Here is my response to "UW-M School of Information Studies Statement of Support for the West Bend Library," by Dr. Joyce Latham, School of Information Studies at the University of Wisconsin-Milwaukee, April 14, 2009:

Dear Dr. Joyce Latham,

"In recent weeks, two citizens of West Bend, Wisconsin have petitioned the West Bend Community Memorial Library to remove gay-themed books...." Yes, but they are no longer seeking that goal and implying they are can only be misleading. Issues should be fought on the issues, not on false implications. Besides, after refining their goals, those two citizens have grown to hundreds. A fair report would have included that information.

"They further demand that the books be labeled with a warning about their content, arguing that they are obscene and pornographic." Perhaps, but that's not the real issue. And if someone does not articulate the real issue well, that does not mean the real issue should be ignored. The real issue is not pornography, rather it is material that may be legally treated differently from other material for reasons of age inappropriateness.

Or, if we don't want to recognize the differential status of the material in question, then shouldn't it be treated like all other holdings, with its subject matter properly identified? This is similar to the argument that indicating that the book is about sex or violence is considered "labeling," which carries a bad connotation. Yet if we label a book about "wood carving" as being about wood carving, that is okay. If the subject matter is neutral, then it's called "cataloging," yet if the subject matter is controversial, then it's considered "labeling."

And I love the way Dr. Latham makes it appear such a request is some out of this world idea. I suppose it would not help to further mislead people to disclose that other communities have already been successful in this regard. And look at this: "Missouri SB 450 - Requires public libraries to adopt policies on the placement of books and other materials that are obscene or pornographic for minors." Dr. Latham only discloses one side of the picture, and a distorted view at that.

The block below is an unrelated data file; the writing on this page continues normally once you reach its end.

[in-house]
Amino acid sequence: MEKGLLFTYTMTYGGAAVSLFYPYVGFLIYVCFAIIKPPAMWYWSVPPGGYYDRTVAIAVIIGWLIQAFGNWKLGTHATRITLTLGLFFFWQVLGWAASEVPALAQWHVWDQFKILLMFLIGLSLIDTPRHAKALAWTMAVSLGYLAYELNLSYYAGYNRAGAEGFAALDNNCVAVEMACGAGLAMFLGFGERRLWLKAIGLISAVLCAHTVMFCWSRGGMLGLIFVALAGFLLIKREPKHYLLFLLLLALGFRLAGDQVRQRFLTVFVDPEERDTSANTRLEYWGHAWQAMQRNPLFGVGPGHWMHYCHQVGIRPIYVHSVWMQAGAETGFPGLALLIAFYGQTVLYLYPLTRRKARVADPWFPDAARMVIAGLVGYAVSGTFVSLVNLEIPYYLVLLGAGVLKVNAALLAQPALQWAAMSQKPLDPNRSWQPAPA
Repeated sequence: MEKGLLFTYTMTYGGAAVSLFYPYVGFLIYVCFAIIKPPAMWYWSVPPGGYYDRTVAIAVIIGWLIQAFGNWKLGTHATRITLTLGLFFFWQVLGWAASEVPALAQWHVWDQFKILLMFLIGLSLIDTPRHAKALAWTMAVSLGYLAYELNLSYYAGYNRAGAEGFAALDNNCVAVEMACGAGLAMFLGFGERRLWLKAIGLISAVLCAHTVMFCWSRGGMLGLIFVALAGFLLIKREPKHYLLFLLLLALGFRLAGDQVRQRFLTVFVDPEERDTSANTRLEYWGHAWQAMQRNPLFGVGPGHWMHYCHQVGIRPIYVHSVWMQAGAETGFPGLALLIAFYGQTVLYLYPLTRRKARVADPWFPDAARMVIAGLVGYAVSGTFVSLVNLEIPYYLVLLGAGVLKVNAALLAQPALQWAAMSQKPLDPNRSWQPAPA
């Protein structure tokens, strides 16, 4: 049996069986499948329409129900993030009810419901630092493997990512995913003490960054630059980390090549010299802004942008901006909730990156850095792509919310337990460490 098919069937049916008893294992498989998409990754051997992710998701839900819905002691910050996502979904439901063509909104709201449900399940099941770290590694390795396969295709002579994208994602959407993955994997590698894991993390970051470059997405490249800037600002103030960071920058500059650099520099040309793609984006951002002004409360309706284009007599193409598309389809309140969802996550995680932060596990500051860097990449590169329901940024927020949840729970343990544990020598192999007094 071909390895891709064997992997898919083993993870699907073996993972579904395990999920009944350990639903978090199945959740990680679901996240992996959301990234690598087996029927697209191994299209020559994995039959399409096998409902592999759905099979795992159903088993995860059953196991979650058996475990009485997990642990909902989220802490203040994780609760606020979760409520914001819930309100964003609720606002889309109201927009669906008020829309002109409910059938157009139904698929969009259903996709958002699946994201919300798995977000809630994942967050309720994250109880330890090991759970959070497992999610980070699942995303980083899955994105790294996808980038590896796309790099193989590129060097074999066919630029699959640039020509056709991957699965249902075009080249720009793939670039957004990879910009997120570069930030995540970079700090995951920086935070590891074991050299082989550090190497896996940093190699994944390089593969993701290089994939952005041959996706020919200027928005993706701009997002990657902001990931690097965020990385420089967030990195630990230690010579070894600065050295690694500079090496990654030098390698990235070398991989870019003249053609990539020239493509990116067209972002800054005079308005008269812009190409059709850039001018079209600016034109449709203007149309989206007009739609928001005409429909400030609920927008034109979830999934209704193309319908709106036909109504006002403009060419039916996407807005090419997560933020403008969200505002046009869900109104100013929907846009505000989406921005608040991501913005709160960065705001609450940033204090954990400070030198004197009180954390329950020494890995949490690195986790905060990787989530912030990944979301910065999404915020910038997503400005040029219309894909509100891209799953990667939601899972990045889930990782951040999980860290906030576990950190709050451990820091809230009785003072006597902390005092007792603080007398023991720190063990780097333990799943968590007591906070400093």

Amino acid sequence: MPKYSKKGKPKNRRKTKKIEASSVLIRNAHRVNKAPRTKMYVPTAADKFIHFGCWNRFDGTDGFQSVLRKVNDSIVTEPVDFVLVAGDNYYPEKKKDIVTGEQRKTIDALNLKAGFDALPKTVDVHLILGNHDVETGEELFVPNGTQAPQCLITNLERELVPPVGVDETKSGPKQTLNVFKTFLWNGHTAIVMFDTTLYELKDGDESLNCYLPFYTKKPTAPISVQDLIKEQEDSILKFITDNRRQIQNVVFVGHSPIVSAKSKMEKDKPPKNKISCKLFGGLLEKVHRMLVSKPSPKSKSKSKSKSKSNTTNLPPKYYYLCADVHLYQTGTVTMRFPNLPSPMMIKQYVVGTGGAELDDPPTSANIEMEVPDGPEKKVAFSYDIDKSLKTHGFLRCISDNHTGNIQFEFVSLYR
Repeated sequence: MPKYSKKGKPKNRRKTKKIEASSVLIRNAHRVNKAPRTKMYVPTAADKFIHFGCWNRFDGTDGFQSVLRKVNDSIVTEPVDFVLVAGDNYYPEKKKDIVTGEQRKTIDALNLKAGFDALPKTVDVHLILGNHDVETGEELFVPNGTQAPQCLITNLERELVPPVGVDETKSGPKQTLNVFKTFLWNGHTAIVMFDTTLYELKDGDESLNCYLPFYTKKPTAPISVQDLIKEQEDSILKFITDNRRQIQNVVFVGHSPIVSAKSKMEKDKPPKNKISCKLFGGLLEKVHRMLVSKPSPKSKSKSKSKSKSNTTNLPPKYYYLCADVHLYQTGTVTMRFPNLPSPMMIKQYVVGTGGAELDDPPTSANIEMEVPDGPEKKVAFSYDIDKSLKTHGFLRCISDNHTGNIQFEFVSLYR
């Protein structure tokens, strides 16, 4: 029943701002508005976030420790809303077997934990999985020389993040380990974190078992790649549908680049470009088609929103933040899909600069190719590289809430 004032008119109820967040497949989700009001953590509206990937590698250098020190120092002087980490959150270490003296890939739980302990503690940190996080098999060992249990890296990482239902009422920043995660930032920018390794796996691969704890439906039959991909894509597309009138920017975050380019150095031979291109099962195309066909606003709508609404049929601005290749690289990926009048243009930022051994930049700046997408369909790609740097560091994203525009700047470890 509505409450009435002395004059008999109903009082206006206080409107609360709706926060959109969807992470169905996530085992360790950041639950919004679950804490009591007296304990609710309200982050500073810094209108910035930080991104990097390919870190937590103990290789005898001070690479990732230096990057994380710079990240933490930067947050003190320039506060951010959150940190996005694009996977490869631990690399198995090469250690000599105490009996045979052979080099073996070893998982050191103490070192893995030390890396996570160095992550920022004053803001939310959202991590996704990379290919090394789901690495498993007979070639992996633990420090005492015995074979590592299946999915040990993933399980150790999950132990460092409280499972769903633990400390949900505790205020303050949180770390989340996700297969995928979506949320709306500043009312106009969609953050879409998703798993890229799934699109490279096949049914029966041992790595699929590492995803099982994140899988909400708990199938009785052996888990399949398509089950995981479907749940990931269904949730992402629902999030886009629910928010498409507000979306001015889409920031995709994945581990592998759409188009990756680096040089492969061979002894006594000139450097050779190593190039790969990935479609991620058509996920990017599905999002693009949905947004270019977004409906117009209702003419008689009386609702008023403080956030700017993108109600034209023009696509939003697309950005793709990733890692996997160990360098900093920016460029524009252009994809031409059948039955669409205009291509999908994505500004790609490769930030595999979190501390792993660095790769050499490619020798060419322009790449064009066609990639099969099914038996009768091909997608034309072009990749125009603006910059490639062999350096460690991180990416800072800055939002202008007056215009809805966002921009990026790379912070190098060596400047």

"The books are from major publishers, sold in general bookstores, and are available in public and high school libraries throughout the state." True, but again this is misleading. For example, possibly the most liberal city in the USA, New York City, removed one of those books from hundreds of its schools because of its inappropriateness for children. Yet Dr. Latham makes no mention of that, choosing instead to mislead the public. Again. A pattern is starting to be established. Further, bookstores are private businesses, not public entities supported by taxpaying citizens.

"Throughout the history of the American public library, special interest groups have attempted to exert a disproportionate degree of influence on the development of a community wide resource." True, but the implication is citizens seeking redress under existing library policies are in the wrong, yet Dr. Latham does not address that the "special interest group ... exert[ing] a disproportionate degree of influence on the development of a community wide resource" may be the American Library Association [ALA] and its local acolytes.

"The public library was developed to be the anchor of free inquiry in our democracy." True, but tell me where "free inquiry" allows children access to inappropriate materials despite the law and common sense?

Does "free inquiry" for children include the following: "Lara unbuttoned my pants and pulled my boxers down a little and pulled out my penis. .... And then she wrapped her hand around it and put it into her mouth." The ALA awarded that book the top book of the year for children 12 and up, and with no notice as to the contents other than how wonderful was the book. I personally got the author to admit he would not even give his own award-winning book to his own 12 year old if he had one. Is providing publicly funded access to such material for children despite the law and common sense an "anchor of free inquiry in our democracy"?